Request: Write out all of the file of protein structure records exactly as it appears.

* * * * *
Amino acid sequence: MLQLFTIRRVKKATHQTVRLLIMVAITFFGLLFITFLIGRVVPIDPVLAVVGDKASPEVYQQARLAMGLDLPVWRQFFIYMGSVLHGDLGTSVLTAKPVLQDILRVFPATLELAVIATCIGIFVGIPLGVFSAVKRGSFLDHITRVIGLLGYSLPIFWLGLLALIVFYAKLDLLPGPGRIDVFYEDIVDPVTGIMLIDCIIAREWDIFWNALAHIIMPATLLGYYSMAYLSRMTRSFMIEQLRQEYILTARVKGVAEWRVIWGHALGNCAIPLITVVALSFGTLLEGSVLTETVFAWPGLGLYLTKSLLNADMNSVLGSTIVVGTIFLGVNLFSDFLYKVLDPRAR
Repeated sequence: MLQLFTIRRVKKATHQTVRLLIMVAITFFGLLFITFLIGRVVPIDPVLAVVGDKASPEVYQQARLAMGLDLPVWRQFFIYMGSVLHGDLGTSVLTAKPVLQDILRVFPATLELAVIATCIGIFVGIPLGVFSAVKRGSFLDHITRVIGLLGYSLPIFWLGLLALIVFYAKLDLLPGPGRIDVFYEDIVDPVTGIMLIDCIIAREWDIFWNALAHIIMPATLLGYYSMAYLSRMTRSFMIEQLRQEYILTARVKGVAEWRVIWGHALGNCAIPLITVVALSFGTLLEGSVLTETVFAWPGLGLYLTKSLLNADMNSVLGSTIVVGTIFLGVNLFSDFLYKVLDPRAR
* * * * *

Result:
Amino acid sequence: MLQLFTIRRVKKATHQTVRLLIMVAITFFGLLFITFLIGRVVPIDPVLAVVGDKASPEVYQQARLAMGLDLPVWRQFFIYMGSVLHGDLGTSVLTAKPVLQDILRVFPATLELAVIATCIGIFVGIPLGVFSAVKRGSFLDHITRVIGLLGYSLPIFWLGLLALIVFYAKLDLLPGPGRIDVFYEDIVDPVTGIMLIDCIIAREWDIFWNALAHIIMPATLLGYYSMAYLSRMTRSFMIEQLRQEYILTARVKGVAEWRVIWGHALGNCAIPLITVVALSFGTLLEGSVLTETVFAWPGLGLYLTKSLLNADMNSVLGSTIVVGTIFLGVNLFSDFLYKVLDPRAR
Repeated sequence: MLQLFTIRRVKKATHQTVRLLIMVAITFFGLLFITFLIGRVVPIDPVLAVVGDKASPEVYQQARLAMGLDLPVWRQFFIYMGSVLHGDLGTSVLTAKPVLQDILRVFPATLELAVIATCIGIFVGIPLGVFSAVKRGSFLDHITRVIGLLGYSLPIFWLGLLALIVFYAKLDLLPGPGRIDVFYEDIVDPVTGIMLIDCIIAREWDIFWNALAHIIMPATLLGYYSMAYLSRMTRSFMIEQLRQEYILTARVKGVAEWRVIWGHALGNCAIPLITVVALSFGTLLEGSVLTETVFAWPGLGLYLTKSLLNADMNSVLGSTIVVGTIFLGVNLFSDFLYKVLDPRAR